The total yaw rate demanded by the Position & Yaw Rate Control Block 18 is proportioned to the steering and braking systems according to the scenario flags. The yaw rate demanded of the steering system is output to the Steering Demand Control Block 20. The yaw rate demanded of the braking system is output to the Braking Demand Control Block 22.
For example, if the scenario flag indicates that the vehicle is oversteering, then it may be more effective to brake a single wheel and steer than brake all four wheels and steer. Hence the yaw rate demand would be split in a certain proportion (determined from the scenario flags) between the braking system for the relevant wheel and the steering system.
(b) Steering Demand Control Block (20)
The steering yaw rate demand is compared to feedback measurements of the current steering wheel angle and rotational rate. The output is an assisting steering column torque demand that is passed to the EPS system.
(c) Braking Demand Control Block (22)
The braking yaw rate demand is compared to feedback estimates of the brake pressures. The outputs are brake pressure demands that are passed to the VSC system.
Application Control Block (24)
The Application Controller 24 works as a mode switch for the system and can also operate as a safety shutdown system. If the mode flag from the Mode Control Block 10 indicates that the system is “Active”, then the steering and braking demands are transferred to the EPS and VSC systems. Otherwise, a zero output is given. HMI outputs are used to show the system's status to the driver.
There is now described a simple implementation of the algorithm structure shown in
Position & Yaw Controller
The Position & Yaw Controller, 14 shown in
The most effective way of achieving the demanded yaw rate is estimated using a look-up table 30, which acts as a series of gains that can be changed according to the scenario and vehicle speed. This divides the total input yaw rate demand into steering and braking yaw rate demands, as shown in
In this simple oversteer example, the scenario flags might indicate that braking would be ineffective so the steering alone is required to achieve the total yaw rate demand. The look-up table outputs zeros for the braking demands and passes the yaw rate demand to the Steering Demand Controller.
Steering Demand Controller
The Steering Demand Controller 20 operates regardless of the current scenario, as this has already been accounted for earlier in the algorithm. Hence this controller is suitable for all scenarios where steering is required.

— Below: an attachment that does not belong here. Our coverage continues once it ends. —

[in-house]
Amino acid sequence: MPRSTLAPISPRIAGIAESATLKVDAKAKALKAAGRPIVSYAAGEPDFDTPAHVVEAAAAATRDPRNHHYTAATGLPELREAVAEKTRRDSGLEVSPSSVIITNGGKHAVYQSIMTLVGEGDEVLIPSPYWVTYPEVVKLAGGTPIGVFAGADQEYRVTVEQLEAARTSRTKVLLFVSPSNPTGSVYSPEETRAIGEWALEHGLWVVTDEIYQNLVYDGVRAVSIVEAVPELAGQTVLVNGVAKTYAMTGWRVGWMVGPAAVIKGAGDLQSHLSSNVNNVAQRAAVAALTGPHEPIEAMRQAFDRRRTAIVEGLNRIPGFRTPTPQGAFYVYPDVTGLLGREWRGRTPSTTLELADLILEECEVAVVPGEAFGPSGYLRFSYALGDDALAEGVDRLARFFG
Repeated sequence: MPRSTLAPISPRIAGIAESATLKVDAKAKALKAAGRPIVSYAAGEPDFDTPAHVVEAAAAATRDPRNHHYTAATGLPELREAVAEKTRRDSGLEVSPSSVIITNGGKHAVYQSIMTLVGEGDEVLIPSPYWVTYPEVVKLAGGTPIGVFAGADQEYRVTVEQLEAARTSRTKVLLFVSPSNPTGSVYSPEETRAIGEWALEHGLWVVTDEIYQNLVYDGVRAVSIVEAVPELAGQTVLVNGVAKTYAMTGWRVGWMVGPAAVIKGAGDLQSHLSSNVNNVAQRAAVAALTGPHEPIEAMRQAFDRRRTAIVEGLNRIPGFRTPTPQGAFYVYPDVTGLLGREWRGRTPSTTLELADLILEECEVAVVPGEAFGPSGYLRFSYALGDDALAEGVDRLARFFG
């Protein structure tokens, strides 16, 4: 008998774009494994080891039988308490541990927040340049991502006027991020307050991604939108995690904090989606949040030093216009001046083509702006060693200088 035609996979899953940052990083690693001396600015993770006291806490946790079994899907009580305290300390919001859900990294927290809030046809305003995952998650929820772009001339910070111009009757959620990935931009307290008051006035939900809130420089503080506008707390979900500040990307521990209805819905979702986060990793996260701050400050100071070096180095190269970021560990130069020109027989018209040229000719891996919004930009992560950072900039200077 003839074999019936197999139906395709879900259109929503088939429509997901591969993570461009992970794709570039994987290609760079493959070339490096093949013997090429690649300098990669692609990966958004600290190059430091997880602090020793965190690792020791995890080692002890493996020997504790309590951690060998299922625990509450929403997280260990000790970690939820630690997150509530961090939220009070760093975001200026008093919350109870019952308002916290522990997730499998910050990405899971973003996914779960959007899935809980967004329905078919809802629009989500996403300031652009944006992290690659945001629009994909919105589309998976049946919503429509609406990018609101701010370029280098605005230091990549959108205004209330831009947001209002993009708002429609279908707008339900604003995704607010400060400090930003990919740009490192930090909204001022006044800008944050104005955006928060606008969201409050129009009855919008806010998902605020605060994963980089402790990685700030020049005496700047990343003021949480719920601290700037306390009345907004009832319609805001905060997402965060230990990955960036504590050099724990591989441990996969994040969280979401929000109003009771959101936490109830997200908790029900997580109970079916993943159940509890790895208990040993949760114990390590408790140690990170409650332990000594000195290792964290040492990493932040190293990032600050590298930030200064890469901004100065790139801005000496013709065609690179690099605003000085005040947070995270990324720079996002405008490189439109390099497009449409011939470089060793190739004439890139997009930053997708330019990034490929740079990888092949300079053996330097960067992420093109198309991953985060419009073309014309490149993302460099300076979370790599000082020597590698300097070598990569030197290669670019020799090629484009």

Feedback from the steering column is used to design the desired response, as shown in
The Braking Demand Controller 22 operates in a very similar way, using estimates of brake pressure feedback. A separate braking controller is used to control each wheel.
For this simple example, the Application Controller 24 works as an “ON/OFF” switch, as shown in
As made clear above the current system has been described herein in its basic format. If, for example, better quality information about the surrounding environment is required, one approach can be to combine outputs from multiple sensors. For example, video requires a clear optical path. This is the primary limitation of the range of lane detection systems (˜80 m). Navigation systems can be used to significantly enhance this range, as well as providing other useful information such as road gradient, speed limits and road curvature.
The functionality of the basic algorithm structure described herein shows how it is designed to be generic to all five handling scenarios. A more complete design will include other supporting subsystems, such as:
However, the nature of these subsystems have not been described herein as they do not affect the functionality of the main controller system.
In accordance with the provisions of the patent statutes, the principle and mode of operation of this invention have been explained and illustrated in its preferred embodiments. However, it must be understood that this invention may be practiced otherwise than as specifically explained and illustrated without departing from its spirit or scope.
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|U.S. Classification||701/301, 318/567, 303/146, 318/146, 701/300|
|International Classification||G05D1/02, G06F17/10, B60T8/1755, B62D15/02, G05B19/10, B60T8/1764, B60T8/24, B62D6/00|
|Cooperative Classification||B60T2201/089, B62D6/003, B60T2201/087, G05D2201/0213, B60T2201/08, G05D1/0246, B62D6/008, B62D15/025, B60T2201/085, B60T2201/083, B60T8/17557, B60T8/1764|
|European Classification||B62D6/00D2, G05D1/02E6V, B62D6/00H, B62D15/02F, B60T8/1764, B60T8/1755K|
|Jul 7, 2005||AS||Assignment|
Owner name: TRW LIMITED, UNITED KINGDOM
Free format text: ASSIGNMENT OF ASSIGNORS INTEREST;ASSIGNORS:COURTENAY, WILLIAM JOHN ANDRES;TUCKER, MARK RICHARD;REEL/FRAME:016491/0484
Effective date: 20050621
|Nov 12, 2009||FPAY||Fee payment|
Year of fee payment: 4
|Dec 13, 2013||FPAY||Fee payment|
Year of fee payment: 8